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EDITORIAL / Cheney and Lieberman: That's the Ticket

FINALLY, SOME normal people.

Joe Lieberman and Dick Cheney, the Democratic and Republican candidates for

vice president, gave their bosses a lesson in their debate Thursday night on

how a potential president should act. They differed sharply on the issues, but

they did it with civility, grace, intelligence and maturity.

What a welcome change of pace.

It might not have been titillating television and there were only a few

good one-liners-gently and subtly delivered-but it's what people expect from

their national leaders. Al Gore and George W. Bush, take note.

Maybe it's because Gore and Bush seem so uncomfortable in their own

personas, but it was a relief to watch two adults speak in a relaxed, unstudied

manner about serious issues facing the nation. No doubt both Lieberman and

Cheney practiced a lot for their sole confrontation. But they did not come off

as automatons spewing programmed data.

Normally it's the vice-presidential running mates who are the designated

hatchet men for the guys at the top. But somehow, in the first two debates,

those roles were reversed.

There's something loony going on, when the number twos outshine the number

ones so obviously. Maybe it's the Catch-22 of American presidential elections:

If you are crazy enough to jump through all the hoops it takes to win the

presidency, you are obviously mentally unfit to be president. There's so much

at stake for Gore and Bush, they have worked so long and hard to get this close

to the big prize, that they can't modulate their behavior in a debate. It's

also quite clearly the case that neither is artful in the practice of campaign

politics or terribly comfortable doing it.

On substance, the vice-presidential debate only accentuated the substantial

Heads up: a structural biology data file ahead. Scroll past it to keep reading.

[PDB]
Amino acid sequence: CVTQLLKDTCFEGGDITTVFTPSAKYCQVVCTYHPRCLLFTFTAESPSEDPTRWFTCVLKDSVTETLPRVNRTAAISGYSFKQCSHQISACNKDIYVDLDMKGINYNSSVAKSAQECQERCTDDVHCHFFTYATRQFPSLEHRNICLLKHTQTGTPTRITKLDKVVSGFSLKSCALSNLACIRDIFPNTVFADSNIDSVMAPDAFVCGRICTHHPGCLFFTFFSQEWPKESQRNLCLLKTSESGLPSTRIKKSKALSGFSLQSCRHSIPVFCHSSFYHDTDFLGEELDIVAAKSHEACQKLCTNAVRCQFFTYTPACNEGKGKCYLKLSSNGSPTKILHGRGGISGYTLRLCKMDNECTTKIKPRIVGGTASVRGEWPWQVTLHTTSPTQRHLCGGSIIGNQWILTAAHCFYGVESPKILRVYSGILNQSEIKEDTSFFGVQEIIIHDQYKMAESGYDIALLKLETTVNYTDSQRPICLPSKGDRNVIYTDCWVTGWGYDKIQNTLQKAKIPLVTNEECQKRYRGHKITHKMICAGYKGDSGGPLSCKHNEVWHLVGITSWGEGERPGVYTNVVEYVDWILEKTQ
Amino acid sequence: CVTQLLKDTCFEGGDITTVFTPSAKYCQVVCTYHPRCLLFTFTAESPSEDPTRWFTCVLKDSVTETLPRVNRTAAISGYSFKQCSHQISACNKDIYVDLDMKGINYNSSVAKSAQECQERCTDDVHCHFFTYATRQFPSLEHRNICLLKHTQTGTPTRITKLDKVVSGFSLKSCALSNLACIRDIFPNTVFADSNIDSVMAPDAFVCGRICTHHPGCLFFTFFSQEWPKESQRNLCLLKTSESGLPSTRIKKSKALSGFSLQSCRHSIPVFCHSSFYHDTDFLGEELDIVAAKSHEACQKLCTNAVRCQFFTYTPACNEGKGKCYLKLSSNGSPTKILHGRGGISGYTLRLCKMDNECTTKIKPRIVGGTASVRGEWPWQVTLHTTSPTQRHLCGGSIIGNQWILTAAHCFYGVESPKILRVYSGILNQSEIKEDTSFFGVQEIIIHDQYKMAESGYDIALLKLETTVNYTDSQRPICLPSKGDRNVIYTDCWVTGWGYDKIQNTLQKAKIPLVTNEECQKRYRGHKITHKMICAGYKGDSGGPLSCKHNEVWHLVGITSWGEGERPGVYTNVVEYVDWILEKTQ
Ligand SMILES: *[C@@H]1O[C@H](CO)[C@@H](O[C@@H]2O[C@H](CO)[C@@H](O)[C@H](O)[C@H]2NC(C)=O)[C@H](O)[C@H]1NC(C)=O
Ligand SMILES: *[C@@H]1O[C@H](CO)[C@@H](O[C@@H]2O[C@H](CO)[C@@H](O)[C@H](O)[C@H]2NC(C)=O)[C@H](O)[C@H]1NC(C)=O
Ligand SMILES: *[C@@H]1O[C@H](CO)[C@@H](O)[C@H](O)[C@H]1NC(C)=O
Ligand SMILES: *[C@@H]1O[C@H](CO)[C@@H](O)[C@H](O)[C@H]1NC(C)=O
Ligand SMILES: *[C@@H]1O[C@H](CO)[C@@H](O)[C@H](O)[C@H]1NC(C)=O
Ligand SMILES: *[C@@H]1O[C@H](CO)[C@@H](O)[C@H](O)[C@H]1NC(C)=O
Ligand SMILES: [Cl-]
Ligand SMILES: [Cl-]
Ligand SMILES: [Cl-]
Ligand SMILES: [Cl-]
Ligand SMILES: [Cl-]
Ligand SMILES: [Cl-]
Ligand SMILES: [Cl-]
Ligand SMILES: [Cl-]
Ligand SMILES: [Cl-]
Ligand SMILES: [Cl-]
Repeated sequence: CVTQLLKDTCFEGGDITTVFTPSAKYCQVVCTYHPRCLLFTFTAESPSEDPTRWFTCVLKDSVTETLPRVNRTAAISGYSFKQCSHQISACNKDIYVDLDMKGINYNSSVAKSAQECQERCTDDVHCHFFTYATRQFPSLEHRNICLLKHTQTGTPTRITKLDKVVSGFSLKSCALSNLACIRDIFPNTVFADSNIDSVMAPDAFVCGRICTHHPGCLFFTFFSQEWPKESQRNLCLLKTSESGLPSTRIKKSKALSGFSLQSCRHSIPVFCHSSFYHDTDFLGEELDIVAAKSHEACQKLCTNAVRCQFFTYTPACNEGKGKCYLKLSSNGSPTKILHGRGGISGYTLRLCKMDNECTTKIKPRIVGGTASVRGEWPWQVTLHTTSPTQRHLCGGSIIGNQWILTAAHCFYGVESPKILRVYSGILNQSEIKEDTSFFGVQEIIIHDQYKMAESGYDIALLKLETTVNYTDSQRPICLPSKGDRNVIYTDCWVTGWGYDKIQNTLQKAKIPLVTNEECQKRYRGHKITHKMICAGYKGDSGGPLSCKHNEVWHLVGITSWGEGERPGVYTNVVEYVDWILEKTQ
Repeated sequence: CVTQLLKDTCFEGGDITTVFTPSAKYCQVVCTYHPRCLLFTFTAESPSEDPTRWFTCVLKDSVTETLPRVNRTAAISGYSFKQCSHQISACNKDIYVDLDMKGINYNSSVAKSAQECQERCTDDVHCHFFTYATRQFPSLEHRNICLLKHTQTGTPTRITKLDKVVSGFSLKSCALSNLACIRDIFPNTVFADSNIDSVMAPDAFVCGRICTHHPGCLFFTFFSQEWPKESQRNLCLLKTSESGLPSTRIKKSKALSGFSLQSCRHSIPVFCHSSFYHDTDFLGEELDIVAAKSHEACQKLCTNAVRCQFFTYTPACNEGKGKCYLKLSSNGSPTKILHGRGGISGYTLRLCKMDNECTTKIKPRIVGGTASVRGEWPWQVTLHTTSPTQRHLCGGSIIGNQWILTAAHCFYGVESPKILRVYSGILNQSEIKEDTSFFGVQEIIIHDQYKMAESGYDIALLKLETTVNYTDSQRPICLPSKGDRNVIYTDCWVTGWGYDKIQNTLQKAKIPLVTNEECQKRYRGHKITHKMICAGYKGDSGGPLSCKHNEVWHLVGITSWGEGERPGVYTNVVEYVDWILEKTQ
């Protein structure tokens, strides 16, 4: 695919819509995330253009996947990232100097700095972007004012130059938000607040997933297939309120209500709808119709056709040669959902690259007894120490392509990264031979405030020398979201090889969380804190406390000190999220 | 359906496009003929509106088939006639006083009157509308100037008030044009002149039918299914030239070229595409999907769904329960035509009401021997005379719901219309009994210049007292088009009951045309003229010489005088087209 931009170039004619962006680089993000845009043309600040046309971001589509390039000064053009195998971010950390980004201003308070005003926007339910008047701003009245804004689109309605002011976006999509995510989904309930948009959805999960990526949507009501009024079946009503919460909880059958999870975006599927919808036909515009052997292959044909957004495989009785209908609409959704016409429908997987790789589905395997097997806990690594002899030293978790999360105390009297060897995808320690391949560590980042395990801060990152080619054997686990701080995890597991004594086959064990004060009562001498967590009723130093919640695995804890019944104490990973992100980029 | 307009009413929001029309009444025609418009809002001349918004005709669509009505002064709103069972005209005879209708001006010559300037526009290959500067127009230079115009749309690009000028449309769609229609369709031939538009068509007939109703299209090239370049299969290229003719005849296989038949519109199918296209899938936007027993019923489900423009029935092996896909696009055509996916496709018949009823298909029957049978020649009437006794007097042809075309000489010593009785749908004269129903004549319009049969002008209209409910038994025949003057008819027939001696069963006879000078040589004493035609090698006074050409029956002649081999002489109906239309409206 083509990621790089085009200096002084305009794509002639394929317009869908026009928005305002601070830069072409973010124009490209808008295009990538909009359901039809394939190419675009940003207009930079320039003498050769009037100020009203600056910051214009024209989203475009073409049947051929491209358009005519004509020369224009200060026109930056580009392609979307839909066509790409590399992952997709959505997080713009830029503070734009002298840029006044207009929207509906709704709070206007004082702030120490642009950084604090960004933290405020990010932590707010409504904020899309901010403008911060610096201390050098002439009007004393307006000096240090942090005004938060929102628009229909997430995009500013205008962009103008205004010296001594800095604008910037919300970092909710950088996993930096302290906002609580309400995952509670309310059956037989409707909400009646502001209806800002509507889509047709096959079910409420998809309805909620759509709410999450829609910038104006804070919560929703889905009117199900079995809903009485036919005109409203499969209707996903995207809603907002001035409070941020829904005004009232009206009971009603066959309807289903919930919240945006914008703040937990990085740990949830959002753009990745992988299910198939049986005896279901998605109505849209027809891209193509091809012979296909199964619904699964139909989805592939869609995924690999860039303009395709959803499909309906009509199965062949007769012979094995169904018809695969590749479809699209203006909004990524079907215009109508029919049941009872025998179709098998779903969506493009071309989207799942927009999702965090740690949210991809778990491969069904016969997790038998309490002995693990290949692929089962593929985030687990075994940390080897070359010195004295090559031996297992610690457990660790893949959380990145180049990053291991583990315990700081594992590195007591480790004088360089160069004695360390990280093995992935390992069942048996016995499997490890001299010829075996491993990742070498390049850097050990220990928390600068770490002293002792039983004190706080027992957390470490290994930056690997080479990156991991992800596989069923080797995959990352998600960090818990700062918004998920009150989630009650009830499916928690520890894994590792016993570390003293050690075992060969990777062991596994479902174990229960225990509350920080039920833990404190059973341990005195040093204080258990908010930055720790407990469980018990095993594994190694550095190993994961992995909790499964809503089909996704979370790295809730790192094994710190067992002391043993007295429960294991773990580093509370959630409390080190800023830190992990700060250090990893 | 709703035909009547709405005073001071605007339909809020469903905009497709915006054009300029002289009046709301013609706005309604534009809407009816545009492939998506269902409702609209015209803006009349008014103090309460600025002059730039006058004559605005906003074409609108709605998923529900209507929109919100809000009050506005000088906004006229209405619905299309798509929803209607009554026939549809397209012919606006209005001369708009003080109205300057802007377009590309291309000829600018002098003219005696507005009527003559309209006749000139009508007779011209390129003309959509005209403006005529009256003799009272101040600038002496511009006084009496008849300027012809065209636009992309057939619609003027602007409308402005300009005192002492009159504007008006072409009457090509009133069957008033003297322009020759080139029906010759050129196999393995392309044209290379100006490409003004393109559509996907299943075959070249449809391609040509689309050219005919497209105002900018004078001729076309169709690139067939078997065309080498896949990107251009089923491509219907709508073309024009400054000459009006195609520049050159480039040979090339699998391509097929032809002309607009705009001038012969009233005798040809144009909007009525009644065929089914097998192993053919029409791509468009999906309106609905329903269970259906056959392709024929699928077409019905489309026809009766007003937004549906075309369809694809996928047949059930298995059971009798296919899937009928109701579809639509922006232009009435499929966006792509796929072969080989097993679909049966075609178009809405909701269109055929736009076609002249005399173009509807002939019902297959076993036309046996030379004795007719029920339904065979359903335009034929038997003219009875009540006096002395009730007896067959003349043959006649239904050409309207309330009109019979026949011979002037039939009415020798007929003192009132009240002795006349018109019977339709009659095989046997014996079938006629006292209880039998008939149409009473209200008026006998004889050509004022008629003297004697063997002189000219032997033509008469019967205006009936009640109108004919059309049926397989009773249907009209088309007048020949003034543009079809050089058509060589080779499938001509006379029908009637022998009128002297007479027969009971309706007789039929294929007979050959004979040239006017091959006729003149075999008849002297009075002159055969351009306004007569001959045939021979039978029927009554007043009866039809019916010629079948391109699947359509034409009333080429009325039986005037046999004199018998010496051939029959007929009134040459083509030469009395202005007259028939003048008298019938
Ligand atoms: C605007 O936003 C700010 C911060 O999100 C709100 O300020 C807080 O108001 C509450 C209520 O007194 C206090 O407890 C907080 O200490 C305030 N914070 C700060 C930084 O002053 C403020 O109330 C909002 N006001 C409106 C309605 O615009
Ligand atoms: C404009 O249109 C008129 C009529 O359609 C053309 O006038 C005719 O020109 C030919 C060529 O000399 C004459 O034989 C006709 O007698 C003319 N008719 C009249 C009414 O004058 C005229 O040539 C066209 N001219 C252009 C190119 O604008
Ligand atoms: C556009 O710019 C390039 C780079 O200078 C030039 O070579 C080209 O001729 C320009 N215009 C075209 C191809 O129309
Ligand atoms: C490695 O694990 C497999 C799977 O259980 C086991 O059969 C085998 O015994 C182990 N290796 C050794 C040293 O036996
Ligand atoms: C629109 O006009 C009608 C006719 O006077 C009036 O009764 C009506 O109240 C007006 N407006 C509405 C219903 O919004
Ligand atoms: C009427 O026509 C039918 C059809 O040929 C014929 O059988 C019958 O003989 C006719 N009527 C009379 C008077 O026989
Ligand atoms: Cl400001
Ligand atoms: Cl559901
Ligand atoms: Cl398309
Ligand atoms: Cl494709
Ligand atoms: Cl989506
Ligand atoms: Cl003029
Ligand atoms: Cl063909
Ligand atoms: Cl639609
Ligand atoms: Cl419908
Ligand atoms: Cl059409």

policy differences between the two tickets. Lieberman continued Gore's theme

that the large, across-the-board tax cuts favored by Bush and Cheney tilt too

strongly to the wealthy and, combined with other programs Bush has proposed,

would blow a trillion-dollar hole in the federal budget.

Cheney countered that Gore's targeted tax-cut and tax-credit plans were so

complex that it would take a certified public account to figure them out, and

that, overall, Gore's approach to public policy smacked too much of the big-

government, big-spending tendencies of the old Democrats.

An impartial analysis of the budget figures reveals that the Gore-Lieberman

point is correct: Bush's numbers just don't add up to a balanced budget. This

is especially true now that Bush has admitted he would use the surplus to fund

the transition to a privatized Social Security system. He was already using the

surplus for the tax cut, prescription-drug plan, shoring up regular Social

Security and new defense spending.

Interestingly, Cheney's presentation wasn't so different from Bush's

Tuesday night, but he delivered it with a sense of serious purpose-a

gravatas-that made it seem more authoritative. Cheney has not gotten high marks

on the campaign trial, but in the debate he showed the demeanor of someone who

knows how to be in charge.

Lieberman's manner is more folksy, but he talked with great moral authority

when he discussed the right of women to make the agonizing decision whether to

terminate a pregnancy and the wrongs of racial profiling.

After Thursday's debate, Newsday endorses a Cheney-Lieberman ticket.

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